There’s just something about a new place that makes me excited about life – and at least at this point of my life I’m not sure if I could stand to settle down somewhere that doesn’t require a lease. So sorry mom and dad, who even though they don’t have to, always volunteer their time and vehicles to help me move wherever it is I need to go next. I couldn’t be more grateful for that, since I don’t intend to stop moving for the next few years…or the rest of my life. There’s just so much I desire to see.

In the chance that I do finally find ultimate happiness in one place without the need to go live in another, well then my friend, I will buy some furniture and give the cat a name.

General

Bookshelf Therapy

Disclaimer: I’ve decided to make this emotional. It wasn’t a necessarily out-of-the-ordinary day, but I need to get this out. And I want to say happy birthday to a friend who is missed by so many; I wish I could be more articulate about that, but I can’t, although I don’t know what else can really be said. I will say that this post ends happily; I know, I’m a sucker for ruining endings.


This day has been exhausting. Not because I physically exerted myself, or because it was a hectic day at work, or because my social calendar was too overwhelming (a rare occurrence). None of these can be blamed for my exhaustion, and yet, I’m searching for a reason why I feel chewed up, spit out, and left behind. Or, at the very least, why I felt like that earlier (all day).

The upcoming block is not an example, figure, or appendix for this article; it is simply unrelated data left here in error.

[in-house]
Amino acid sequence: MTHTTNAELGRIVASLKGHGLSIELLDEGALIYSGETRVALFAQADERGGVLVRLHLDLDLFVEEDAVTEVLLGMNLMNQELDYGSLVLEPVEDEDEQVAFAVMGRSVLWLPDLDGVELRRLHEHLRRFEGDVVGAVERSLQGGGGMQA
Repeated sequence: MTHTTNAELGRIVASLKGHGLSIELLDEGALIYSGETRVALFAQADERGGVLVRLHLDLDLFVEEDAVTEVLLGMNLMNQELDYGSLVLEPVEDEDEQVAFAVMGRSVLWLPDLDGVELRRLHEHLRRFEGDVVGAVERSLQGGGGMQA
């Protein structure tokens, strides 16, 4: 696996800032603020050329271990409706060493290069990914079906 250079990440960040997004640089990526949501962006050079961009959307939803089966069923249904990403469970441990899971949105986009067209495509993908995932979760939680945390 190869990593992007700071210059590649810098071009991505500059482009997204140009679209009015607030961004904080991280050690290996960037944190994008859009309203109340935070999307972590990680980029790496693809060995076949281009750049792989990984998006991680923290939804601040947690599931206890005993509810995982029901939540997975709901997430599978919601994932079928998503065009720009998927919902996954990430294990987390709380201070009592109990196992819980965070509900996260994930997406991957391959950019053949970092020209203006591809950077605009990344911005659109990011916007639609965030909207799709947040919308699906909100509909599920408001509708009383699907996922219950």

It started with the news coverage of the recent college campus shooting in Oregon. Even now it brings tears to my eyes and the “why’s” to my mind. Innocent decades-long lives lost for a second of an action stemming from hatred. I don’t think I’ll ever understand. Will anyone? And then, of course, President Obama’s passionate speech that followed this tragedy. His comments on gun control always lead me to question myself and my beliefs. I’ve always grown up knowing about and following gun safety guidelines, laws, and the responsibilities that come with owning, carrying, and firing a rifle, shotgun, or handgun. I know the outcry against gun rights and the ease of access to purchasing guns isn’t directed towards me per se, and are not unwarranted, but it frustrates me that the guns are being blamed. I’m not going to go any further than this, because families, friends, communities, and a nation are all grieving, and regardless of the cause, those entities are pained and are suffering because of the “why’s,” “what if’s,” and right now all I can do is keep them in my thoughts and heart, and hope they can find peace with the help of loved ones, and if not totally end their pain, at least be able to work through it.